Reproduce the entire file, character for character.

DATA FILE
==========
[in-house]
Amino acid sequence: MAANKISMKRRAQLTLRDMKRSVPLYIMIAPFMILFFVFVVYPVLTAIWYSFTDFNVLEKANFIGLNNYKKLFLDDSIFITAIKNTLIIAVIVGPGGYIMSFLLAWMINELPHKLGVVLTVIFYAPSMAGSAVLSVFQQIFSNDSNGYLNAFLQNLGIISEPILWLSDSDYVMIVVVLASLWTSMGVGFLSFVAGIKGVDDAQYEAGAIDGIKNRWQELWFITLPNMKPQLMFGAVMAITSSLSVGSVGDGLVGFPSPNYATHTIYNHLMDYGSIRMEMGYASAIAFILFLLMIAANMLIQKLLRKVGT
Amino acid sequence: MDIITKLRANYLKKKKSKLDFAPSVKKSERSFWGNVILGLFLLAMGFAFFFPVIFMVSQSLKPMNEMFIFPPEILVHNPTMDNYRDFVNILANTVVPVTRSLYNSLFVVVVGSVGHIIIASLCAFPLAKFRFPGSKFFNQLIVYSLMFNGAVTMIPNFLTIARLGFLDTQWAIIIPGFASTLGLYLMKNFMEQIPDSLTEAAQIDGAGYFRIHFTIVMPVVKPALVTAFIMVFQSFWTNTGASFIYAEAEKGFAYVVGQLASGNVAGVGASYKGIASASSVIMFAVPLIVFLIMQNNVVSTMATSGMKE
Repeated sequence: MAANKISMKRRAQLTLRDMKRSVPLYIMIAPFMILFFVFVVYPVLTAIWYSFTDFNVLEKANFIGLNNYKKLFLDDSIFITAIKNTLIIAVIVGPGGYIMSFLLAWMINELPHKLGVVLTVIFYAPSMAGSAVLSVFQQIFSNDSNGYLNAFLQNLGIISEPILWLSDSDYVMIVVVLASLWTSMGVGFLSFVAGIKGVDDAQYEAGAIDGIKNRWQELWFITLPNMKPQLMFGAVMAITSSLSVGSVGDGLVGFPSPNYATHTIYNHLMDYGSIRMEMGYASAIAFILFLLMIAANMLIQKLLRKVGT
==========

[in-house]
Amino acid sequence: MAANKISMKRRAQLTLRDMKRSVPLYIMIAPFMILFFVFVVYPVLTAIWYSFTDFNVLEKANFIGLNNYKKLFLDDSIFITAIKNTLIIAVIVGPGGYIMSFLLAWMINELPHKLGVVLTVIFYAPSMAGSAVLSVFQQIFSNDSNGYLNAFLQNLGIISEPILWLSDSDYVMIVVVLASLWTSMGVGFLSFVAGIKGVDDAQYEAGAIDGIKNRWQELWFITLPNMKPQLMFGAVMAITSSLSVGSVGDGLVGFPSPNYATHTIYNHLMDYGSIRMEMGYASAIAFILFLLMIAANMLIQKLLRKVGT
Amino acid sequence: MDIITKLRANYLKKKKSKLDFAPSVKKSERSFWGNVILGLFLLAMGFAFFFPVIFMVSQSLKPMNEMFIFPPEILVHNPTMDNYRDFVNILANTVVPVTRSLYNSLFVVVVGSVGHIIIASLCAFPLAKFRFPGSKFFNQLIVYSLMFNGAVTMIPNFLTIARLGFLDTQWAIIIPGFASTLGLYLMKNFMEQIPDSLTEAAQIDGAGYFRIHFTIVMPVVKPALVTAFIMVFQSFWTNTGASFIYAEAEKGFAYVVGQLASGNVAGVGASYKGIASASSVIMFAVPLIVFLIMQNNVVSTMATSGMKE
Repeated sequence: MAANKISMKRRAQLTLRDMKRSVPLYIMIAPFMILFFVFVVYPVLTAIWYSFTDFNVLEKANFIGLNNYKKLFLDDSIFITAIKNTLIIAVIVGPGGYIMSFLLAWMINELPHKLGVVLTVIFYAPSMAGSAVLSVFQQIFSNDSNGYLNAFLQNLGIISEPILWLSDSDYVMIVVVLASLWTSMGVGFLSFVAGIKGVDDAQYEAGAIDGIKNRWQELWFITLPNMKPQLMFGAVMAITSSLSVGSVGDGLVGFPSPNYATHTIYNHLMDYGSIRMEMGYASAIAFILFLLMIAANMLIQKLLRKVGT